‘Cher journal’: French love affair with internet results in world’s top bloggers
By John Lichfield in Paris
Published: 29 July 2006
What is the French for a "blog"? The answer is "un blog" – and the French have seized on them more enthusiastically than any other nation. By several yardsticks, the French are more rabid bloggers than even the Americans, who invented them.
According to one recent survey, six million French men and women, or one in 10 of the population, have blogs, or interactive internet diaries, devoted to their personal lives, thoughts, anguishes, loves and hatreds.
This figure, based on unchecked claims by French internet users, is regarded as exaggerated. A more conservative survey, by the respected media study company Médiamétrie, puts the number of active French blogs at just over three million – still proportionately far ahead of the US and by far the largest number in Europe. Britain is estimated to have more than one million blogs.
Why are the French such keen bloggers? Sociologists and internet experts say the form might have been invented for the French. The blog is an instantly published diary: a newspaper by oneself, devoted entirely to one’s own actions and thoughts. What a godsend for an endlessly opinionated and individualistic nation (which, famously, reads very few newspapers). "It is clear that in France we have very large egos and love to speak about ourselves," said Loic Le Meur, one of the first French bloggers, and now European managing director of the blog-hosting website, Six Apart. "If you look at Germans or Scandinavians, they really don’t talk about themselves." Eighty per cent of French bloggers are 24 or younger. More than 50 per cent are women – mirroring the fact that girls and young women are more likely to keep diaries.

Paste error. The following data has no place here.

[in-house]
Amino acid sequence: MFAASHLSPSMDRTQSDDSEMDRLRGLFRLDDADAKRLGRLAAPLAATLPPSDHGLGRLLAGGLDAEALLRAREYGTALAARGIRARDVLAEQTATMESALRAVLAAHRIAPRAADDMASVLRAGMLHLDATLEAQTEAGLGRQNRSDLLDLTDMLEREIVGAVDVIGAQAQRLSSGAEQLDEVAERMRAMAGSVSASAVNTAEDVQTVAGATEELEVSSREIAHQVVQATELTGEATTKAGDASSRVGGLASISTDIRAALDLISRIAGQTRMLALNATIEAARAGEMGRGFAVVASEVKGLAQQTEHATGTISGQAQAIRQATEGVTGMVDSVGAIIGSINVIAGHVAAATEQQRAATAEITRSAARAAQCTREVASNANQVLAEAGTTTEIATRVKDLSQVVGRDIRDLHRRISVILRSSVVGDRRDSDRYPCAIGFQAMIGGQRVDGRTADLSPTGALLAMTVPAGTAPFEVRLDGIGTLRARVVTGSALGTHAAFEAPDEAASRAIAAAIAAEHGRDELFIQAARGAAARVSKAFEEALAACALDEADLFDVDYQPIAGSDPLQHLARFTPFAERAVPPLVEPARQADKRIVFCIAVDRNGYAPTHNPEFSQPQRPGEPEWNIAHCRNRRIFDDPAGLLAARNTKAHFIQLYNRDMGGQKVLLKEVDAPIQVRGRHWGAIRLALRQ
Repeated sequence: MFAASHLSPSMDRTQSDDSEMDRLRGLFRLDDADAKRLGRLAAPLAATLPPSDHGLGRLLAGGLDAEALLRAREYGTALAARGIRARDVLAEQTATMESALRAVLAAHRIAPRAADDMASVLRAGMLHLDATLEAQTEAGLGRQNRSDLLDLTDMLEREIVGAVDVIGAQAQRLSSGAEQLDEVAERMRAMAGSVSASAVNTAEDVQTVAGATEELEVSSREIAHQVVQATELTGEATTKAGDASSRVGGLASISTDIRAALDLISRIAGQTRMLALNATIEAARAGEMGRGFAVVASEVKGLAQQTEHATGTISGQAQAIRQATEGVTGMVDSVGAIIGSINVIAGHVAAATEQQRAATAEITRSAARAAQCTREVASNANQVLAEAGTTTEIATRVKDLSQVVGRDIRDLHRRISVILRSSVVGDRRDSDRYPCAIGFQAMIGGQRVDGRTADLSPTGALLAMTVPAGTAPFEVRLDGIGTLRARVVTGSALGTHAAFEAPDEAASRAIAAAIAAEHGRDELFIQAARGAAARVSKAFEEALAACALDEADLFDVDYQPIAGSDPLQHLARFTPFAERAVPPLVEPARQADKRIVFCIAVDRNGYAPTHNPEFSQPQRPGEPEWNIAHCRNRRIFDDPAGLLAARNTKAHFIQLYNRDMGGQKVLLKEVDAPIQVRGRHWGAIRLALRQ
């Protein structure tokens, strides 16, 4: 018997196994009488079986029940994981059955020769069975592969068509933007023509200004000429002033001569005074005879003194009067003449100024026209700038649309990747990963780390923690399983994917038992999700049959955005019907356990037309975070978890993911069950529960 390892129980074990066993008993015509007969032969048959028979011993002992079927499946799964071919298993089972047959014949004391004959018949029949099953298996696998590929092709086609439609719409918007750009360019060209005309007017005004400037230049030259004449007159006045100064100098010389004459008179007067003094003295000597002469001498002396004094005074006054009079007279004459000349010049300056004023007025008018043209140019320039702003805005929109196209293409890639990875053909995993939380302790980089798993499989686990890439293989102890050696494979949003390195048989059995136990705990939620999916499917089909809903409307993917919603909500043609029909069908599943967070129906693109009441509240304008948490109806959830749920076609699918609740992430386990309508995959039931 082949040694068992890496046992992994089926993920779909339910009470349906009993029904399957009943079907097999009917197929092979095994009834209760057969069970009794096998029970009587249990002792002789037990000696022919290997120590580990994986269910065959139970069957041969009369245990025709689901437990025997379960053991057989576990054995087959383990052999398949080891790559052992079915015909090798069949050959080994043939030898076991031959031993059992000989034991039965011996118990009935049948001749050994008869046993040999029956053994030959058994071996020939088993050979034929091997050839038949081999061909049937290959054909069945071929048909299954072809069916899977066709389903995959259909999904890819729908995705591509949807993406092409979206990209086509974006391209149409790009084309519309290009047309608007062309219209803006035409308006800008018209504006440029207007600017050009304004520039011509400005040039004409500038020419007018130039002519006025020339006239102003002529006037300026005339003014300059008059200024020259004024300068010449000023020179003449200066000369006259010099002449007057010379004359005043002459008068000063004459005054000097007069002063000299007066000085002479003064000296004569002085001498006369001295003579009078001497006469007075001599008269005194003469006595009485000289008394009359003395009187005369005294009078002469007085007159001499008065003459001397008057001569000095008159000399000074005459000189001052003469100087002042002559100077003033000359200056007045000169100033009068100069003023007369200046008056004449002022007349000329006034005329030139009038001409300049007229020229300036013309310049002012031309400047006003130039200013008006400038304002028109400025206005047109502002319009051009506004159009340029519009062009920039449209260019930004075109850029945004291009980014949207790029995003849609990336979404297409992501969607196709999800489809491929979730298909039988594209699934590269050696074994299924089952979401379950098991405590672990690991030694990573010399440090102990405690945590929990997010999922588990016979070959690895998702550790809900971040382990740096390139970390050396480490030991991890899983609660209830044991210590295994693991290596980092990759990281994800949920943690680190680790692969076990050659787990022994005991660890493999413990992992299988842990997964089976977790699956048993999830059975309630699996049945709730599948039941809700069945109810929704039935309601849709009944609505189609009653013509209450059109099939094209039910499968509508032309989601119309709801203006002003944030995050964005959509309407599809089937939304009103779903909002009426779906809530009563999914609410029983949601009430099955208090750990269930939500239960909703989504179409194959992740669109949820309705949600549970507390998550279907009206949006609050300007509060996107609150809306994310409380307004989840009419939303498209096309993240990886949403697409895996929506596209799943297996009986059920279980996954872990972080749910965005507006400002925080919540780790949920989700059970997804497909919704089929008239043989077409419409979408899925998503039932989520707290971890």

"They are the information generation, born to computers," said Pierre Bellanger, head of Skyrock, a radio station for the young, which runs Europe’s largest blog-hosting site, Skyblog. "This is the first time an entire generation has been able to talk to itself without anyone else intervening." One of the reasons blogs are so popular is that, in France, everyone is his or her own political party. All hopefuls in the presidential race next year, including the runaway Socialist contender, Ségolène Royal, have joined the "blogosphere". Other bloggers include the footballer, Zinedine Zidane.
One of the most popular French blogs, outside France, is http://www.bonjour-america.com, launched by Cyrille de Lasteyrie to explain France to foreigners. It is obsessed with Cyrille’s hero, Clint Eastwood. Most blogs are hardly visited. One per cent of French blogs take 80 per cent of all hits. But then, who cares, so long as you can endlessly celebrate yourself?
"Hoy me siento más cercanos a los Galos que a los pamperos."
Reportando desde las Islas Británicas.
Norwich, GB. 29/7/06